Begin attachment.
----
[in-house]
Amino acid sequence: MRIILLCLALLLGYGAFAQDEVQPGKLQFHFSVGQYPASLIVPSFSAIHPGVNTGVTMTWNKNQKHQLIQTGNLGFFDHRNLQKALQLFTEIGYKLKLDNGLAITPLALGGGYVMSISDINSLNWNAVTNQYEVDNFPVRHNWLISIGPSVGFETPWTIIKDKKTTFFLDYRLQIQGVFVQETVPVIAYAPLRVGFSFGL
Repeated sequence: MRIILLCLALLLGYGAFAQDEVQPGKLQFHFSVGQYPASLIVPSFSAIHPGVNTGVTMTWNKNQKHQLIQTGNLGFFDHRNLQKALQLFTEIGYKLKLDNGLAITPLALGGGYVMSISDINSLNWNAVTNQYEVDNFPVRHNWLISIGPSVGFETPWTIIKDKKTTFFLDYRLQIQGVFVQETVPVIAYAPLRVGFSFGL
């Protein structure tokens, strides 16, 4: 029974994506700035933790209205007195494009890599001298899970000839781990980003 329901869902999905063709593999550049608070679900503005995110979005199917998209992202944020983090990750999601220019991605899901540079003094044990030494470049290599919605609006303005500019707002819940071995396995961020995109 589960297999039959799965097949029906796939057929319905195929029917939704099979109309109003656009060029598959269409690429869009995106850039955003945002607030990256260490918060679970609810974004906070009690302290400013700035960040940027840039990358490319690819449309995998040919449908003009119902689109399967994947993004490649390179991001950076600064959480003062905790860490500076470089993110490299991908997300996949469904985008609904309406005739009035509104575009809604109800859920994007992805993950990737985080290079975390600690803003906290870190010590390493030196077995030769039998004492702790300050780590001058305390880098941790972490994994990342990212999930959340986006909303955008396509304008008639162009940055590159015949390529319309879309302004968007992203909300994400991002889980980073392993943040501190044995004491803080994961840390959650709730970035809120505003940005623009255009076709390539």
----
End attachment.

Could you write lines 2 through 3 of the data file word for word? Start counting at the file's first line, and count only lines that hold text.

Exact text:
Amino acid sequence: MRIILLCLALLLGYGAFAQDEVQPGKLQFHFSVGQYPASLIVPSFSAIHPGVNTGVTMTWNKNQKHQLIQTGNLGFFDHRNLQKALQLFTEIGYKLKLDNGLAITPLALGGGYVMSISDINSLNWNAVTNQYEVDNFPVRHNWLISIGPSVGFETPWTIIKDKKTTFFLDYRLQIQGVFVQETVPVIAYAPLRVGFSFGL
Repeated sequence: MRIILLCLALLLGYGAFAQDEVQPGKLQFHFSVGQYPASLIVPSFSAIHPGVNTGVTMTWNKNQKHQLIQTGNLGFFDHRNLQKALQLFTEIGYKLKLDNGLAITPLALGGGYVMSISDINSLNWNAVTNQYEVDNFPVRHNWLISIGPSVGFETPWTIIKDKKTTFFLDYRLQIQGVFVQETVPVIAYAPLRVGFSFGL